Mission Areas L2 Landing Page Tabs
Living in the Outer Banks means living with the power of the sea. Jutting out from North Carolina’s coast into the Atlantic Ocean, this series of sandy barrier islands is particularly vulnerable to damage from major storms. In April 2016, another nor’easter was set to strike, but this time, Dare County officials were approached by their local weather forecaster with a new kind of prediction.
USGS analysis of air photos collected June 13 shows that new land created by a May 20 landslide on California’s Big Sur coast is eroding.
When Hurricane Sandy struck the south shore of Long Island, New York, on October 29, 2012, it caused substantial erosion of the beach and dunes. Storm waves cut through Fire Island National Seashore’s wilderness area, forming a breach. The resulting channel allowed water to flow between the Atlantic Ocean and Great South Bay.
The U. S. Geological Survey is poised to bring a dynamic array of science and tools to help decision-makers manage and offset effects of increased drought across the United States, according to a drought plan report released today.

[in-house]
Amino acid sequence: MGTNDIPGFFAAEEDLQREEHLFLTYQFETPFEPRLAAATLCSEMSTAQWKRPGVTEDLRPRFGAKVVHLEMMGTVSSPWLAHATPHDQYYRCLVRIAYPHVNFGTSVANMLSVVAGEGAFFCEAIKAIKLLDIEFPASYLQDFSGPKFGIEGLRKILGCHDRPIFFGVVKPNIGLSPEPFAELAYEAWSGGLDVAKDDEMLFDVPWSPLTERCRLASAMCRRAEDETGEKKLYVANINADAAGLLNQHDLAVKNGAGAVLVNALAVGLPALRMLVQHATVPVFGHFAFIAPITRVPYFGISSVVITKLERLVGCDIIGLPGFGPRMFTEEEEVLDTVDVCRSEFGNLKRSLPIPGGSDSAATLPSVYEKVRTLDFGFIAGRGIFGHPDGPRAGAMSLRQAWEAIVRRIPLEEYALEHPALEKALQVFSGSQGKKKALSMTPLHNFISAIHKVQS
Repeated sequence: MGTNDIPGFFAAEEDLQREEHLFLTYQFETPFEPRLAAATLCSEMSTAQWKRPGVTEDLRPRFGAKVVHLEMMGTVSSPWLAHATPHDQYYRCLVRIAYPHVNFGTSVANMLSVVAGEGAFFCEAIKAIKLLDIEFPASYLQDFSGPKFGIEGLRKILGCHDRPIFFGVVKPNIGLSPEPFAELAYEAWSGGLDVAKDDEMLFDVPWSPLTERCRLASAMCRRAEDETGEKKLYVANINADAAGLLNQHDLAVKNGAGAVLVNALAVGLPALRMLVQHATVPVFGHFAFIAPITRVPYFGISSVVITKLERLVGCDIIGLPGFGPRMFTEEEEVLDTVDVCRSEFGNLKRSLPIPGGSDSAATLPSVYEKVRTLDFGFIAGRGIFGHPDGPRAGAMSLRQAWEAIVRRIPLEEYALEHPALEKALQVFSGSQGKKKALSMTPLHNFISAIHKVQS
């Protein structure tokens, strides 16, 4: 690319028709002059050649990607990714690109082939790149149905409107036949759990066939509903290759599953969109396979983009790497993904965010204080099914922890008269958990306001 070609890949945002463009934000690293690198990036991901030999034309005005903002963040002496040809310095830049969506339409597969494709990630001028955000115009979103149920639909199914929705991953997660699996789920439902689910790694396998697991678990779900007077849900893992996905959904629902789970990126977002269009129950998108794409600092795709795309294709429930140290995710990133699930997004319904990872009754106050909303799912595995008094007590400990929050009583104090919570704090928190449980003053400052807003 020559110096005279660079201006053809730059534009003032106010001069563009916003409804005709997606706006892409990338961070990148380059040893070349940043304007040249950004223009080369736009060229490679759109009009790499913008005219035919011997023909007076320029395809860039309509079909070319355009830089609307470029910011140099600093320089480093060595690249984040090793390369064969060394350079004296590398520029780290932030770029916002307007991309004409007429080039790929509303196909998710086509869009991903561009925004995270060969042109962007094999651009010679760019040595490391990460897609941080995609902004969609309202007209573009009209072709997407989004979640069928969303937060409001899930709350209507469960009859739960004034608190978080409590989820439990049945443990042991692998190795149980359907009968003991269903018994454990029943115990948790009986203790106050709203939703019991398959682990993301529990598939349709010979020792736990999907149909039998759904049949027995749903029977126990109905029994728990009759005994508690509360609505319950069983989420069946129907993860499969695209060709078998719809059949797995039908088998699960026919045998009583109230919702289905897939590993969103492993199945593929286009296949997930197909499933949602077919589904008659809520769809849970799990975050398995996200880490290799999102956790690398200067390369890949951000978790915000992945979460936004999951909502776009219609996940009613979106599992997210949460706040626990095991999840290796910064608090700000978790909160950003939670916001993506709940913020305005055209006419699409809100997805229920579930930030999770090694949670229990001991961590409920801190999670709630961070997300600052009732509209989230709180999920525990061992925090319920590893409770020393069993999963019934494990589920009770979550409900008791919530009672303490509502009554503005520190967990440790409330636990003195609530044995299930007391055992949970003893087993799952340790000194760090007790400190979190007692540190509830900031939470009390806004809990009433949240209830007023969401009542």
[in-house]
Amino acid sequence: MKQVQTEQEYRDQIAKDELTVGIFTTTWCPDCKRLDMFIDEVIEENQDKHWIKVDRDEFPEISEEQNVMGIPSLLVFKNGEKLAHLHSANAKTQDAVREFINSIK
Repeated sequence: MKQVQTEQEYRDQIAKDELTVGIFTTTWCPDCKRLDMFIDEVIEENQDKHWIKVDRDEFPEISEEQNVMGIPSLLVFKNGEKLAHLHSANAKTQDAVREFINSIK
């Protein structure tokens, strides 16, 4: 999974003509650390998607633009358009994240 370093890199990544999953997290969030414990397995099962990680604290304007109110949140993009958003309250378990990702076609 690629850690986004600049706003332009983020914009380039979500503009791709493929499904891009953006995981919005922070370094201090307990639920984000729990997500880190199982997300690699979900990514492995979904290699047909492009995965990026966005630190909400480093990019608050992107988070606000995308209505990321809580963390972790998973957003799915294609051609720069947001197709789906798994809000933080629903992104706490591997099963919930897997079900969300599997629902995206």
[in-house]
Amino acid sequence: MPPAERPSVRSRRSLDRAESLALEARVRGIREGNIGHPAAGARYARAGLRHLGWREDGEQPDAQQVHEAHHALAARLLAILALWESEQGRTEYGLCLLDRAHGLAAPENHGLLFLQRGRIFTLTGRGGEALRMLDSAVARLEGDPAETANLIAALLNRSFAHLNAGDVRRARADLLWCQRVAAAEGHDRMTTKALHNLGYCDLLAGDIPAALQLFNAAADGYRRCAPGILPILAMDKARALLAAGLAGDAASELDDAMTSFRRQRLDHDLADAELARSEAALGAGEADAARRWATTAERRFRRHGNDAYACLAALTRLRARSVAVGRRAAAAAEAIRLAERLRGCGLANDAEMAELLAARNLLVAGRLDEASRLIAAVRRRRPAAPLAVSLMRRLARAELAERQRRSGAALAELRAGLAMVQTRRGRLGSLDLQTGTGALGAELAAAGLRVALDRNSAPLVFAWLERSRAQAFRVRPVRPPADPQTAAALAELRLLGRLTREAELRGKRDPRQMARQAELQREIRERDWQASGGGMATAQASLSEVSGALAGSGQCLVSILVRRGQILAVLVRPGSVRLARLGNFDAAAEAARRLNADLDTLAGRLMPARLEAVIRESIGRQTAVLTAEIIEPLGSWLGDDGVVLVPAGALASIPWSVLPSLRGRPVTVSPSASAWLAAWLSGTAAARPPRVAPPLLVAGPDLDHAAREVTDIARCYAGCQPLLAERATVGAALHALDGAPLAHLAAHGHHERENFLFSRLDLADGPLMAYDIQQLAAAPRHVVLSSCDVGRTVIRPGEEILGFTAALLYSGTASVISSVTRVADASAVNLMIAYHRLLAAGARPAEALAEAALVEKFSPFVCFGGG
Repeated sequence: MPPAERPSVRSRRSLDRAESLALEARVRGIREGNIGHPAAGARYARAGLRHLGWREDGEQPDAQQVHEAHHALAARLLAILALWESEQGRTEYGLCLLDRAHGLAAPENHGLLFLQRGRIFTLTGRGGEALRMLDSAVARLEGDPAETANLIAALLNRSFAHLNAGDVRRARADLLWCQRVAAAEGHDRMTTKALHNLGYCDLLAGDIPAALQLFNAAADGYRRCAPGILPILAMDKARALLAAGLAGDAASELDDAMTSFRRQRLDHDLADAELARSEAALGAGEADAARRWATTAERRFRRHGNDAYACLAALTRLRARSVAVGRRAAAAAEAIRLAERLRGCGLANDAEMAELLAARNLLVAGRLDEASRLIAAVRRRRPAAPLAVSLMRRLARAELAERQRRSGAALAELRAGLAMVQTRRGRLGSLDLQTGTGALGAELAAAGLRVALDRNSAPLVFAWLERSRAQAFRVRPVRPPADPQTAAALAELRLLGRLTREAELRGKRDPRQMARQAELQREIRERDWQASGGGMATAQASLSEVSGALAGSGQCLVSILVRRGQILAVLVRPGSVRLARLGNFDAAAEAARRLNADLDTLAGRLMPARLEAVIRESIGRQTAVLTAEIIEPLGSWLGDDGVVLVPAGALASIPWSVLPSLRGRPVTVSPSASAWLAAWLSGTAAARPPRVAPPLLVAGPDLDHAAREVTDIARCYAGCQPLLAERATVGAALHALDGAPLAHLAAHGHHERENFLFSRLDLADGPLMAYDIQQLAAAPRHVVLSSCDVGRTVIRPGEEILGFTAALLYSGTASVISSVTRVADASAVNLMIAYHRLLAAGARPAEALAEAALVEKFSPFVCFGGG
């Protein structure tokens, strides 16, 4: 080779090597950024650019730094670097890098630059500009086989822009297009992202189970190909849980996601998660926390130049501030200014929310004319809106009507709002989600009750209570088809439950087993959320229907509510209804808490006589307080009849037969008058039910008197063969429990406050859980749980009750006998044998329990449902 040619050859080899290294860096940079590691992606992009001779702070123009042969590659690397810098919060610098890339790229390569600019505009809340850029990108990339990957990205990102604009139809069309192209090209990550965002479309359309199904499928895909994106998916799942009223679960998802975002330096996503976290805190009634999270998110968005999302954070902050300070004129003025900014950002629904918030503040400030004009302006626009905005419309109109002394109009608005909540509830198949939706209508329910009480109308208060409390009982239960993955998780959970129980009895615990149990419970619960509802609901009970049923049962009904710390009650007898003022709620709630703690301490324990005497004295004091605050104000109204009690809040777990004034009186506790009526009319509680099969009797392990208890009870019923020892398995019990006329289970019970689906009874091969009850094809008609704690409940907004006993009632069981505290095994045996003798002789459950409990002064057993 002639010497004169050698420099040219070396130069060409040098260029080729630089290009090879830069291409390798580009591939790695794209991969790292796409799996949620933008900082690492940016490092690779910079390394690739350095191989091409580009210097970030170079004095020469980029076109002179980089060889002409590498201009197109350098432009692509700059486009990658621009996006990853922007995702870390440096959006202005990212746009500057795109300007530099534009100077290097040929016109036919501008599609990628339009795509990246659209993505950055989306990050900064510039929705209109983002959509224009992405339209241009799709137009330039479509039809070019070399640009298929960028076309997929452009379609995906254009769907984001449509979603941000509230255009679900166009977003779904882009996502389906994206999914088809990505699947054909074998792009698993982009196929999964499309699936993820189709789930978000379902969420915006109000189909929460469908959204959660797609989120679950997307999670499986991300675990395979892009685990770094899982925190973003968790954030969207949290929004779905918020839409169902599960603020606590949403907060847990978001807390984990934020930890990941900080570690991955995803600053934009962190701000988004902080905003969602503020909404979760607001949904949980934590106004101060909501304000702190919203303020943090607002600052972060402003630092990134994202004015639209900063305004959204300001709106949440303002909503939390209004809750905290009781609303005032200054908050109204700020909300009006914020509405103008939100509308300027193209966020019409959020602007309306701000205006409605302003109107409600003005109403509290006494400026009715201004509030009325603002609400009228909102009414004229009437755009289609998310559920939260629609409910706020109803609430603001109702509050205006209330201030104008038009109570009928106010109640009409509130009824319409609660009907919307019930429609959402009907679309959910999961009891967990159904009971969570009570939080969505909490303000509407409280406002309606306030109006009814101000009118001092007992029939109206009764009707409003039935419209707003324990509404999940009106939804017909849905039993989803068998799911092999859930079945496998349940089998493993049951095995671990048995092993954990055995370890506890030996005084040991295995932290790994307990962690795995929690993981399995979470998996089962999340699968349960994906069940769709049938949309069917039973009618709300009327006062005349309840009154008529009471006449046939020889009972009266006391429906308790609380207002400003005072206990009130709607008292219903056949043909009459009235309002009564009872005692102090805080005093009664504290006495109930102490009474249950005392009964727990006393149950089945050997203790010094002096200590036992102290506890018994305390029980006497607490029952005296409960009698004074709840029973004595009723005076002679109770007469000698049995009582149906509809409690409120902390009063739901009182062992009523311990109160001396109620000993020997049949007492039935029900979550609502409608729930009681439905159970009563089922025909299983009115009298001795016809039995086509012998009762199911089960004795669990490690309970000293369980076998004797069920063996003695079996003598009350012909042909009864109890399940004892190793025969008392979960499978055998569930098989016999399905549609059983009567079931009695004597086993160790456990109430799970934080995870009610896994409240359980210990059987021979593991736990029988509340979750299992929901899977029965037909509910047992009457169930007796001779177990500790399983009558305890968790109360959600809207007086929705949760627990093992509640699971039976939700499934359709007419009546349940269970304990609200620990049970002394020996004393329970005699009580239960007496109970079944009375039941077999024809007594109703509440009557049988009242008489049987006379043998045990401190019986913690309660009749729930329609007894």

Scientists work in the field before, during and after landfall to improve forecasting and recovery.
USGS scientists analyzing before-and-after air photos have calculated the size of the May 20 landslide on California’s Big Sur coast, about 140 miles south of San Francisco.
USGS is collecting and analyzing air photos to help monitor a huge landslide that occurred May 20 on California’s Big Sur coast.
The USGS Earthquake Hazards Program recently released a new strategic plan for earthquake monitoring entitled the “Advanced National Seismic System – Current Status, Development Opportunities, Priorities, 2017-2027.”
U.S. Geological Survey scientists and partners are taking technology to the next level, using unmanned aircraft systems (UAS), commonly called drones, to acquire both fire intensity and emissions data during prescribed burns.
Budget Focuses on Core USGS Science and Efficiency
This EarthWord isn’t a new dance-move; it’s been around since we’ve had tectonic plates...
The frequency and severity of coastal flooding throughout the world will increase rapidly and eventually double in frequency over the coming decades even with only moderate amounts of sea level rise, according to a new study released today in “Scientific Reports.”